Building an APRS Tracker

I’ve been running an APRS RF-to-internet gateway for a few months now. It uses javAPRSSrvr as the gateway program and soundmodem as a soundcard modem, both running on a remote Linux machine. Both programs are very reliable, running for months without a fault. I spent a bit of time trying to get the two programs to communicate over a virtual serial port, but this did not work, so I eventually switched to AX25 kernel-mode support, which worked out of the box on Ubuntu Linux.

I want to track myself using APRS, so I needed a tracker.There are several published hardware and software designs on the Internet, and I originally considered building a tracker based on one of these designs. But I eventually decided to build a tracker that is not based directly on any existing design. Mostly, I wanted to end up with a high-quality and flexible code that could be easily ported to different hardware platforms and to different uses. I’m not yet there, but I’ve got a working prototype that’s running my own code.

One thing I knew I wanted to do was to avoid a modem chip. Some APRS trackers and digipeaters use a modem chip, normally the mx614. A modem microcontroller would be able to produce and decode a 1200b/s AX25 signal in software. There are several trackers that do that already, like Gary Dion’s WhereAVR and Byonics‘ TinyTrak3 and TinyTrak4.

The prototype is running on an microcontroller development board that I use at work for teaching a course on embedded computing. It has an LPC2148 microcontroller, which has an ARM processor, and lots of on-board peripherals. The tracker currently uses almost none of the on-board peripherals except for the LCD screen. The board is connected to a GPS module and to a VHF radio. The GPS is a NEO-5Q module from ublox; it’s mounted on a board that also has a microcontroller and a bunch of other components (a prototype from an old wifi-based tracker project I participated in), but I’m only powering and using the GPS module on this board. The GPS is connected to an external active patch antenna. The radio I’m using is a Baofeng UV-3R, which I bought mainly for this purpose. It cost less than $50 including shipping, considerably cheaper than some dedicated VHF tracker transmitters. The radio is connected to the microcontroller through a little interface board that I built. Both this interface board and the GPS module are currently stuck into a breadboard, with wires connecting the microcontroller board to the breadboard.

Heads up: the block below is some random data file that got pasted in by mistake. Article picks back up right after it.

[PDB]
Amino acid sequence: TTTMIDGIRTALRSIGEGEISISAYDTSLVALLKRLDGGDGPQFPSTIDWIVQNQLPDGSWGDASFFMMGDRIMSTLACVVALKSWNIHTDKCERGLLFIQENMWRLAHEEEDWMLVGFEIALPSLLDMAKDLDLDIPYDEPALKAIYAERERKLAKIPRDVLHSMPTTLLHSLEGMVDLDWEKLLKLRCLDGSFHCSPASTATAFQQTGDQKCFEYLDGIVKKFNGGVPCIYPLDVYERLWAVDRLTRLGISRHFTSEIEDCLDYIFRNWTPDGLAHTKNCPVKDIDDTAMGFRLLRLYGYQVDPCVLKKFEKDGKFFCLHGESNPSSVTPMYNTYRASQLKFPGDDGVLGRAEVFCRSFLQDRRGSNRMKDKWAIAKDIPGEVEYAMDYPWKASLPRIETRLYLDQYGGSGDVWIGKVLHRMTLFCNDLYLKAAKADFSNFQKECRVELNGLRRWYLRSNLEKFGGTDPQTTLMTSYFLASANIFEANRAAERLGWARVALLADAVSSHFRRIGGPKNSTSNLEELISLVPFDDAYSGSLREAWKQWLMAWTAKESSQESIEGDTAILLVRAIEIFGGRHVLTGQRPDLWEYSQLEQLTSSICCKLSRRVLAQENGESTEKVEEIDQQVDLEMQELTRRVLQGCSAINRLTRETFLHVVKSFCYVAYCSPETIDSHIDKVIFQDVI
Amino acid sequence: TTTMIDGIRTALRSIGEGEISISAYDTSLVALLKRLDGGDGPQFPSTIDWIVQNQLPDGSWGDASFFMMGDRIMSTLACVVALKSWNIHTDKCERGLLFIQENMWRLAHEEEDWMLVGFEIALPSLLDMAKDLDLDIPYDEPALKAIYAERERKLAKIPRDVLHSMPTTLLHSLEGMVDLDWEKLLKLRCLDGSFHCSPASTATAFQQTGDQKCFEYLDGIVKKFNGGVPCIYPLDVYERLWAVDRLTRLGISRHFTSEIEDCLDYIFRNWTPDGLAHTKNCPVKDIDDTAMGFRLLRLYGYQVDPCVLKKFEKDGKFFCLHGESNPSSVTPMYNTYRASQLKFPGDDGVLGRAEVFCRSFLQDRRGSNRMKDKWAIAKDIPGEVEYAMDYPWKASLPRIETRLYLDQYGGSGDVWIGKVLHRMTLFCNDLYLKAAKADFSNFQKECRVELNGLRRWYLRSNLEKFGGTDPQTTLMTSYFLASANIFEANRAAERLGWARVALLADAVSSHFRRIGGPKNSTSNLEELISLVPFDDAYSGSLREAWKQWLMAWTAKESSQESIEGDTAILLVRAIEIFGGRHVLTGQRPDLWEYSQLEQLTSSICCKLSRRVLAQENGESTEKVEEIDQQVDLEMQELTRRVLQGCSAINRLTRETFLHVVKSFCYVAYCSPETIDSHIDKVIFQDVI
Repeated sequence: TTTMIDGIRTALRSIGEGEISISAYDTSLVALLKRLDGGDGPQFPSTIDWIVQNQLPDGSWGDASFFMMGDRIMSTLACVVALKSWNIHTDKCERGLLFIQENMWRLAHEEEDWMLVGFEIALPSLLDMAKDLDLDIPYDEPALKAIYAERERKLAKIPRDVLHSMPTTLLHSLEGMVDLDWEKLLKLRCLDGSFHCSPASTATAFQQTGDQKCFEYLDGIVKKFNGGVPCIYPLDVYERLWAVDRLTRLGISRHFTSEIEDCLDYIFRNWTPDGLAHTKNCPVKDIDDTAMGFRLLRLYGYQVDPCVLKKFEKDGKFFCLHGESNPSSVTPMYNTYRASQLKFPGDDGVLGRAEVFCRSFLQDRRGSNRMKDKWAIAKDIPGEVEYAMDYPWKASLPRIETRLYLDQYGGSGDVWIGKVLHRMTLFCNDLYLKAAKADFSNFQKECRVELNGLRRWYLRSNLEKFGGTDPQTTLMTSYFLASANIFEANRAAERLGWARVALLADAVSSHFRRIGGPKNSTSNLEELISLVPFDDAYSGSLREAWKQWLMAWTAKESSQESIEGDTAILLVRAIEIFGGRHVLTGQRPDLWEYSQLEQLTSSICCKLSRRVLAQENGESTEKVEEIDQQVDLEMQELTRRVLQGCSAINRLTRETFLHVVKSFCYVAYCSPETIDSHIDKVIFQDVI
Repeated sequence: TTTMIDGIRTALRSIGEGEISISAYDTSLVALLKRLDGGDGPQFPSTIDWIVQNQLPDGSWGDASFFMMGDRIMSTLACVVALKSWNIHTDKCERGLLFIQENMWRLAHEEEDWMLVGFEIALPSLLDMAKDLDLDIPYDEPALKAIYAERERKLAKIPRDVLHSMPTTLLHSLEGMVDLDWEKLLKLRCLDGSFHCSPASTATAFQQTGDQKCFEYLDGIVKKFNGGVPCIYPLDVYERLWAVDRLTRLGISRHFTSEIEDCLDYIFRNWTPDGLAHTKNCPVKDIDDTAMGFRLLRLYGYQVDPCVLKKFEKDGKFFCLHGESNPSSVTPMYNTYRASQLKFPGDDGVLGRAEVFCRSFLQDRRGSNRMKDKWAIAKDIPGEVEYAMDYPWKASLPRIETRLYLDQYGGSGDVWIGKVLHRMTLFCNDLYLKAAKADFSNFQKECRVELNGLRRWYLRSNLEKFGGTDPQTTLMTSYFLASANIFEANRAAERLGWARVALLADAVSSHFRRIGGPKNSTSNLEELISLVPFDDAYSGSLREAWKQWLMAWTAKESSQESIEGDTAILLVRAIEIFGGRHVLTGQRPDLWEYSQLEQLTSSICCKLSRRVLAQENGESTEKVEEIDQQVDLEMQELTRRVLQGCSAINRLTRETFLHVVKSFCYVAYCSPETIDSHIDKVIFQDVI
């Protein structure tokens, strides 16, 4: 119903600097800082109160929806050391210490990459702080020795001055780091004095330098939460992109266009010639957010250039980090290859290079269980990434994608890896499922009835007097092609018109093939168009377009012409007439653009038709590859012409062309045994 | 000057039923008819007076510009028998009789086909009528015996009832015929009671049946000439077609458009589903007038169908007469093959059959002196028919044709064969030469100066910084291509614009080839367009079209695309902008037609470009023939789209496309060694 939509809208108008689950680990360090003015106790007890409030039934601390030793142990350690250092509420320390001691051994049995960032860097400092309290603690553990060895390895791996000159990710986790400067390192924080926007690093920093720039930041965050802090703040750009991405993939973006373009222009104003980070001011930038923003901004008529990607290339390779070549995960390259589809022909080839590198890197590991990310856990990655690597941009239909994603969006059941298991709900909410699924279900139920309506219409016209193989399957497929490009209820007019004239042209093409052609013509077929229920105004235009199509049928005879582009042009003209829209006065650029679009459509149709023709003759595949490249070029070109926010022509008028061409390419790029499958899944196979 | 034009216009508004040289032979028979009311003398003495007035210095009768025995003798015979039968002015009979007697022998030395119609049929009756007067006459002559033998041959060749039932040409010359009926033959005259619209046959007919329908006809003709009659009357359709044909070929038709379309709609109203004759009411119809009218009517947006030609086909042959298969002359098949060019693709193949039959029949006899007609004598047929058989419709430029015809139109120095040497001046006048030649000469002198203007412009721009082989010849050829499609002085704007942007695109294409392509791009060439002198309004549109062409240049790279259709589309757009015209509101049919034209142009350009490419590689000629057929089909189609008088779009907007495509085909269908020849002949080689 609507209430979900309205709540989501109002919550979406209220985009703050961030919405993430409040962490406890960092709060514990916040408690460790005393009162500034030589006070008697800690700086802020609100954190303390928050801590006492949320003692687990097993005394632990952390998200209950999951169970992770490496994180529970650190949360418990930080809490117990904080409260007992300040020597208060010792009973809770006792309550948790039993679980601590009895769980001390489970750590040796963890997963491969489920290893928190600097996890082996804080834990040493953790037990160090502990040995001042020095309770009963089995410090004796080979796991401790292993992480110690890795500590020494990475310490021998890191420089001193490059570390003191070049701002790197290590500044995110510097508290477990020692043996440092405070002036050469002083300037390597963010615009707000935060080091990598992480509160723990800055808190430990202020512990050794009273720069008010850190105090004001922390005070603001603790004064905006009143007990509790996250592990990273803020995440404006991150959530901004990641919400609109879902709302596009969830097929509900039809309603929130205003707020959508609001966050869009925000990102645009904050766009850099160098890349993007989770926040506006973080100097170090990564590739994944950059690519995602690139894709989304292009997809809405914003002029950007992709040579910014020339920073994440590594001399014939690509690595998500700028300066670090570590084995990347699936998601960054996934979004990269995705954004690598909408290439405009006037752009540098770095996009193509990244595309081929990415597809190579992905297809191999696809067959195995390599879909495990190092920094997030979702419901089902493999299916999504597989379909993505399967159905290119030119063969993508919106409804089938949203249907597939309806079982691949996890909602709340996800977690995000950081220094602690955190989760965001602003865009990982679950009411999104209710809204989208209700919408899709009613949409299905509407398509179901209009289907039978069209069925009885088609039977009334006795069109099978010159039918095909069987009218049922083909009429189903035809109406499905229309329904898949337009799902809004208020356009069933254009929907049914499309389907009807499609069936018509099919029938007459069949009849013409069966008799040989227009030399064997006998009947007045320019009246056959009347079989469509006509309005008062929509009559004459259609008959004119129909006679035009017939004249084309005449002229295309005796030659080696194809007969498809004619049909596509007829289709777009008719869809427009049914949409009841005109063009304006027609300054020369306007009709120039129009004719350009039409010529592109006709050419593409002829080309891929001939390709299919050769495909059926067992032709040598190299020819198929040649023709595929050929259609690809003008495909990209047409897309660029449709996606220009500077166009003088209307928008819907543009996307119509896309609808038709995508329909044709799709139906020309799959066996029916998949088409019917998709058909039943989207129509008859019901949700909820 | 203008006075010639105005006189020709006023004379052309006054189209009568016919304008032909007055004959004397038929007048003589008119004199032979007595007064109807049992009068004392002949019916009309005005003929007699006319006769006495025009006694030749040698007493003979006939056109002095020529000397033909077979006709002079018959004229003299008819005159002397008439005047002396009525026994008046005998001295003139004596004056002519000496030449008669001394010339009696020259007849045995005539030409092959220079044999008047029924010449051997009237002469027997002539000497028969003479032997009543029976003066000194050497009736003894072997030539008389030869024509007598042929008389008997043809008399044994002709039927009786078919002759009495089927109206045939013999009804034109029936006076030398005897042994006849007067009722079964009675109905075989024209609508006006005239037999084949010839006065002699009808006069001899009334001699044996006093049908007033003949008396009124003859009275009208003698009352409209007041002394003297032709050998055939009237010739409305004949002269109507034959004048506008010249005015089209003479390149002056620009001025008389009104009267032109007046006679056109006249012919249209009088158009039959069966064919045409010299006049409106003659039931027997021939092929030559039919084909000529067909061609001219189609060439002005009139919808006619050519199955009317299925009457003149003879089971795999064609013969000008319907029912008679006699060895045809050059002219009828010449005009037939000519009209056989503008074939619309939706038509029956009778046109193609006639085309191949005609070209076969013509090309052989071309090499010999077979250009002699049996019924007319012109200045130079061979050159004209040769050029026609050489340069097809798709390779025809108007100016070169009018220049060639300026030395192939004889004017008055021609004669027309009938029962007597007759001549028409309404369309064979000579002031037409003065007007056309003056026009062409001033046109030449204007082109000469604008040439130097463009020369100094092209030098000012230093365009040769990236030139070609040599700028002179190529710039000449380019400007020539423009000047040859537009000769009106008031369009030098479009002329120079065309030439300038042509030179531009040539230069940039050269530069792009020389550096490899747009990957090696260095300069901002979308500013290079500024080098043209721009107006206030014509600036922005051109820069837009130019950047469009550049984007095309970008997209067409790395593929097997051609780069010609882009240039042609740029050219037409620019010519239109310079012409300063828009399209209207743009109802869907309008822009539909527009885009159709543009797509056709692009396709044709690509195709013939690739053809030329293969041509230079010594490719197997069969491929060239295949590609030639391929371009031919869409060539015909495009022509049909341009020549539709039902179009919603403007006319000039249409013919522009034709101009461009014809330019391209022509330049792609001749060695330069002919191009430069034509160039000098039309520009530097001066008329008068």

The interface board performs 3 functions. It connects the DAC output of the microcontroller to the microphone input of the radio. This signal is routed through a trimmer resistor, to adjust modulation in the radio (it needs a much smaller amplitude than the DAC produces), and though a DC blocking capacitor. The board also routes the audio output of the radio to an ADC pin of the microcontroller, but I haven’t tested this yet. Finally, an open-collector NPN transistor switches the radio to transmit. I had some trouble with this transmit-receive switch: RF would get into the circuit and would keep the radio transmitting long after the microcontroller tried to turn the transistor off. I solved this with two 0.01μF decoupling capacitors on both the base and the collector of the switching transistor.